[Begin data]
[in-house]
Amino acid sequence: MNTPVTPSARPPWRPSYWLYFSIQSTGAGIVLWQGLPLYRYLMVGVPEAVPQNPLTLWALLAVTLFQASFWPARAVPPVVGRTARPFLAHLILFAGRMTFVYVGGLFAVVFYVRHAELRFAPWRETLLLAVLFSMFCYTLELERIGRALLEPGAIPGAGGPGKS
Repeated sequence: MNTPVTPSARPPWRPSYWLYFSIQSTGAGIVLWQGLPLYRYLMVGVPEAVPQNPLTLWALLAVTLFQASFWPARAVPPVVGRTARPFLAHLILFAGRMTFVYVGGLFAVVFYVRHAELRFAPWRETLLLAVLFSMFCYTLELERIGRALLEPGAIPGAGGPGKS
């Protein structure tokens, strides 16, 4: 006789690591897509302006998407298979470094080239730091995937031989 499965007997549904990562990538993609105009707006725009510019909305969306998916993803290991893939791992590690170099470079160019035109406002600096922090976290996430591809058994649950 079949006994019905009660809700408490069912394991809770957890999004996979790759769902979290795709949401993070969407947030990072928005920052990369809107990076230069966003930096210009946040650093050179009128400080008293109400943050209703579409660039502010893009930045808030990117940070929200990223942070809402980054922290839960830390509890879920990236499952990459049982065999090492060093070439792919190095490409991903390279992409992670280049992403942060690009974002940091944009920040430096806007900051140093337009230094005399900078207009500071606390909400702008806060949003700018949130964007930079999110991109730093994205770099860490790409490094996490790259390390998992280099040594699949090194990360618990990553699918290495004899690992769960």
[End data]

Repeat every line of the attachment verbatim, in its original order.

[in-house]
Amino acid sequence: MNTPVTPSARPPWRPSYWLYFSIQSTGAGIVLWQGLPLYRYLMVGVPEAVPQNPLTLWALLAVTLFQASFWPARAVPPVVGRTARPFLAHLILFAGRMTFVYVGGLFAVVFYVRHAELRFAPWRETLLLAVLFSMFCYTLELERIGRALLEPGAIPGAGGPGKS
Repeated sequence: MNTPVTPSARPPWRPSYWLYFSIQSTGAGIVLWQGLPLYRYLMVGVPEAVPQNPLTLWALLAVTLFQASFWPARAVPPVVGRTARPFLAHLILFAGRMTFVYVGGLFAVVFYVRHAELRFAPWRETLLLAVLFSMFCYTLELERIGRALLEPGAIPGAGGPGKS
């Protein structure tokens, strides 16, 4: 006789690591897509302006998407298979470094080239730091995937031989 499965007997549904990562990538993609105009707006725009510019909305969306998916993803290991893939791992590690170099470079160019035109406002600096922090976290996430591809058994649950 079949006994019905009660809700408490069912394991809770957890999004996979790759769902979290795709949401993070969407947030990072928005920052990369809107990076230069966003930096210009946040650093050179009128400080008293109400943050209703579409660039502010893009930045808030990117940070929200990223942070809402980054922290839960830390509890879920990236499952990459049982065999090492060093070439792919190095490409991903390279992409992670280049992403942060690009974002940091944009920040430096806007900051140093337009230094005399900078207009500071606390909400702008806060949003700018949130964007930079999110991109730093994205770099860490790409490094996490790259390390998992280099040594699949090194990360618990990553699918290495004899690992769960």